"Jim Hall made such extraordinary, beautiful music...like nothing we had heard before. Absolutely one of a kind. A master. We all know that. But....what I'm thinking about now is the humanity, humility, generosity....STRENGTH. In all his interactions...whether on the bandstand...or in everyday conversation...it always seemed as if his energy and attention was directed outward....away from himself. He listened. LISTENED....in such a big way....and cared. He was so aware of what was going on around him and could transform it...bring it (us) together....lift it up. It wasn't about him. It was about all of us. He never looked back, never settled, uncompromising, kept going and going, stayed excited, curious, like a little kid. Wow. Jim Hall! Amazing.
Thank you Jim."
- Bill Frisell
Click HERE for Bill's interview with Jim for Fretboard Journal.
Click HERE for "Chico Hamilton and Jim Hall" - Spirits Rejoice
MASTER GUITARIST BILL FRISELL TURNS CURATOR FOR ROOTS OF AMERICANA SERIES WITH SAM AMIDON, JASON MORAN AND ALICIA HALL MORAN
by BEN GREENMAN photography ATISHA PAULSON
In his three decades as a recording artist, Bill Frisell has ranged across American music, from jazz to country to pop to folk. He has collaborated with everyone from Vernon Reid to Elvis Costello, created film scores and covered artists as diverse as Neil Young, Hank Williams and Madonna. Now he's taking on a new challenge, as the curator of Jazz At Lincoln Centerâ€™s Roots of Americana series. The first shows, opening this month, look at George Gershwin, Charles Ives, Stephen Foster and William Billings.
"THERES A BODY OF SONGS THAT WAS JUST SORT OF IN MY BLOODSTREAM. I DIDN'T REALLY EVEN KNOW WHERE THEY CAME FROM."
A little more than a week before the Lincoln Center event, Frisell was in a San Francisco hotel, putting the finishing touches on the program. Soft-spoken and circumspect, he admits that the notion of an Americana theme initially gave him pause. "From my side, that idea left it very wide open. There's a whole umbrella under that word, Americana, a world of music, and I just wanted to make sure we captured some part of it"
Being Here, a compilation of interviews with extraordinary New York City improvisational musicians on the values and practices that inform their music making. I ask them about composing, improvising and bandleading, andabout the relationship between art and the audience. The book is a resource on the creative process, and tells a story of jazz at this time and place. By Radhika Philip
Featured artists: Andy Bey, Ben Monder, Billy Hart, Bill Frisell, Brian Blade, Butch Morris, Chris Potter, Dafnis Prieto, David Binney, Dave Douglas, Gregoire Maret, Henry Threadgill, Jane Ira Bloom, Jason Moran, Kenny Wollesen, Maria Schneider, Mark Turner, Robert Glasper, Steve Coleman, Thomas Morgan, Vijay Iyer, William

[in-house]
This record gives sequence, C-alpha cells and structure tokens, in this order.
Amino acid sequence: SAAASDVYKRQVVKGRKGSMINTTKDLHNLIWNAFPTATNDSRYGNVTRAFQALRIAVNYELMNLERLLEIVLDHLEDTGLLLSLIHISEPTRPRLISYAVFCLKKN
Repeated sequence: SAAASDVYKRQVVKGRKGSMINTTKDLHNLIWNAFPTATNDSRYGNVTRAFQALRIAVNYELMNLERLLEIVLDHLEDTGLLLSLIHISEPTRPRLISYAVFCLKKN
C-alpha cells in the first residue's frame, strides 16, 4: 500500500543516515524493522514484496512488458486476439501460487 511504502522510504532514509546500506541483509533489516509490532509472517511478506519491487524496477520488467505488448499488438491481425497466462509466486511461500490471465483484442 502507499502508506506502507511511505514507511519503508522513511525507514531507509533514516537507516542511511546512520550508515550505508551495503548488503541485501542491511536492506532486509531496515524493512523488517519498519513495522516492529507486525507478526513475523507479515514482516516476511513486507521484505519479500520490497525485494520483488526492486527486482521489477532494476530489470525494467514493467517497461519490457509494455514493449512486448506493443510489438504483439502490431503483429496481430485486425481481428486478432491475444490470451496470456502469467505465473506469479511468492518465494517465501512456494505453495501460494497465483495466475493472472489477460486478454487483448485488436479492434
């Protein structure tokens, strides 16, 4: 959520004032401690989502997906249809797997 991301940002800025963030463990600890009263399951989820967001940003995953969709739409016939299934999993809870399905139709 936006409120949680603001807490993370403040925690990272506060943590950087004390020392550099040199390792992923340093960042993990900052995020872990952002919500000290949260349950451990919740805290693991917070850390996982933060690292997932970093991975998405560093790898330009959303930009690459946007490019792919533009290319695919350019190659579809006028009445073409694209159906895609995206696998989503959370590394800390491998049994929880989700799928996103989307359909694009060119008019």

OKeh released Bill's album, Big Sur, on June 18th, 2013. The project marks his label debut as well as the first album featuring the Big Sur Quintet (which combines his 858 Quartet and Beautiful Dreamers trio).
The region known as Big Sur occupies 90 miles of spectacular central California coastline, midway between Santa Cruz and Santa Barbara, and extends inland to the abruptly rising Santa Lucia Mountains. Over the past century, Big Sur's rugged coastline and terrain, breathtaking vistas, and potential for communion with nature have attracted and inspired a multitude of creative types, such as Robinson Jeffers, Henry Miller, Jack Kerouac, Ansel Adams, Charles Lloyd, John Adams, Hunter S. Thompson, The Beach Boys, Death Cab For Cutie, and others.
On the sixth day, we are visited by jazz guitarist Bill Frisell. Frisell is no stranger to the Fretboard Journal, he was interviewed in our fourth issue by banjo player Danny Barnes and then, in issue 12, Frisell himself penned a story where he interviewed his guitar hero, Jim Hall. To be honest, we simply never get tired talking to him.
"Floratone is Mr. Frisell's studio alliance with the drummer Matt Chamberlain and the producers Lee Townsend and Tucker Martine. The project, which hinges on a deft editorial restructuring of free-form guitar-and-drums interplay, released its self-titled debut on Blue Note in 2007. Everyone on board seems to have adjusted to the premise since then. "Floratone II is a surer and more engaging album. Most of its tracks still feel like snapshots, but they're vivid, color-saturated, with flashes of intrigue." - NY Times / Nate Chinen